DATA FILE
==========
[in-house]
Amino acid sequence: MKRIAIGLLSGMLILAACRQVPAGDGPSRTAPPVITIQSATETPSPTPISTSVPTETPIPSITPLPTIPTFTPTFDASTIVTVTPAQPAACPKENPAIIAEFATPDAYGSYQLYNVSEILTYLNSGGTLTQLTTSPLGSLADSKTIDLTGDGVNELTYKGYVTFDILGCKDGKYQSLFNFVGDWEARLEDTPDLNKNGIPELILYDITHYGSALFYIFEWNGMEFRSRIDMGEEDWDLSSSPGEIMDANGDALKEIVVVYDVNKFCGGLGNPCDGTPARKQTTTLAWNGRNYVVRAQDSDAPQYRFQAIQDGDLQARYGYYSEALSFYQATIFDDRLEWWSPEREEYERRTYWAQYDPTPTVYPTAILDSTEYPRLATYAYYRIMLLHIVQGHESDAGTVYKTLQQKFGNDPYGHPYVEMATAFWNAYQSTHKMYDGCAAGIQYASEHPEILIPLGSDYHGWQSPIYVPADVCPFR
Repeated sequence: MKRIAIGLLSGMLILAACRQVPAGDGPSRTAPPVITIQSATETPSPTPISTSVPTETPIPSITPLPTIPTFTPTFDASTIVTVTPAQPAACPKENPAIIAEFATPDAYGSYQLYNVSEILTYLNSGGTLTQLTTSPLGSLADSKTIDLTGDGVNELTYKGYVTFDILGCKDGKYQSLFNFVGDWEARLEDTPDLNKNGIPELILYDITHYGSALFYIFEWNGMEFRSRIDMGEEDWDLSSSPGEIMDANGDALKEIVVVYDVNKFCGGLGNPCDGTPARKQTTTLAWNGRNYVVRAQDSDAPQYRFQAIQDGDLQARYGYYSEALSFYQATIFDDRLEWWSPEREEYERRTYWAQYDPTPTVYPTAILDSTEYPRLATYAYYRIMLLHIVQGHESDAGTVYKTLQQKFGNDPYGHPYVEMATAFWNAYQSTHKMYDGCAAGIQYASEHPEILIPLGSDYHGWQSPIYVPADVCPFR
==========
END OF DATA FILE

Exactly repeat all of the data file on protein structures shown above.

[in-house]
Amino acid sequence: MKRIAIGLLSGMLILAACRQVPAGDGPSRTAPPVITIQSATETPSPTPISTSVPTETPIPSITPLPTIPTFTPTFDASTIVTVTPAQPAACPKENPAIIAEFATPDAYGSYQLYNVSEILTYLNSGGTLTQLTTSPLGSLADSKTIDLTGDGVNELTYKGYVTFDILGCKDGKYQSLFNFVGDWEARLEDTPDLNKNGIPELILYDITHYGSALFYIFEWNGMEFRSRIDMGEEDWDLSSSPGEIMDANGDALKEIVVVYDVNKFCGGLGNPCDGTPARKQTTTLAWNGRNYVVRAQDSDAPQYRFQAIQDGDLQARYGYYSEALSFYQATIFDDRLEWWSPEREEYERRTYWAQYDPTPTVYPTAILDSTEYPRLATYAYYRIMLLHIVQGHESDAGTVYKTLQQKFGNDPYGHPYVEMATAFWNAYQSTHKMYDGCAAGIQYASEHPEILIPLGSDYHGWQSPIYVPADVCPFR
Repeated sequence: MKRIAIGLLSGMLILAACRQVPAGDGPSRTAPPVITIQSATETPSPTPISTSVPTETPIPSITPLPTIPTFTPTFDASTIVTVTPAQPAACPKENPAIIAEFATPDAYGSYQLYNVSEILTYLNSGGTLTQLTTSPLGSLADSKTIDLTGDGVNELTYKGYVTFDILGCKDGKYQSLFNFVGDWEARLEDTPDLNKNGIPELILYDITHYGSALFYIFEWNGMEFRSRIDMGEEDWDLSSSPGEIMDANGDALKEIVVVYDVNKFCGGLGNPCDGTPARKQTTTLAWNGRNYVVRAQDSDAPQYRFQAIQDGDLQARYGYYSEALSFYQATIFDDRLEWWSPEREEYERRTYWAQYDPTPTVYPTAILDSTEYPRLATYAYYRIMLLHIVQGHESDAGTVYKTLQQKFGNDPYGHPYVEMATAFWNAYQSTHKMYDGCAAGIQYASEHPEILIPLGSDYHGWQSPIYVPADVCPFR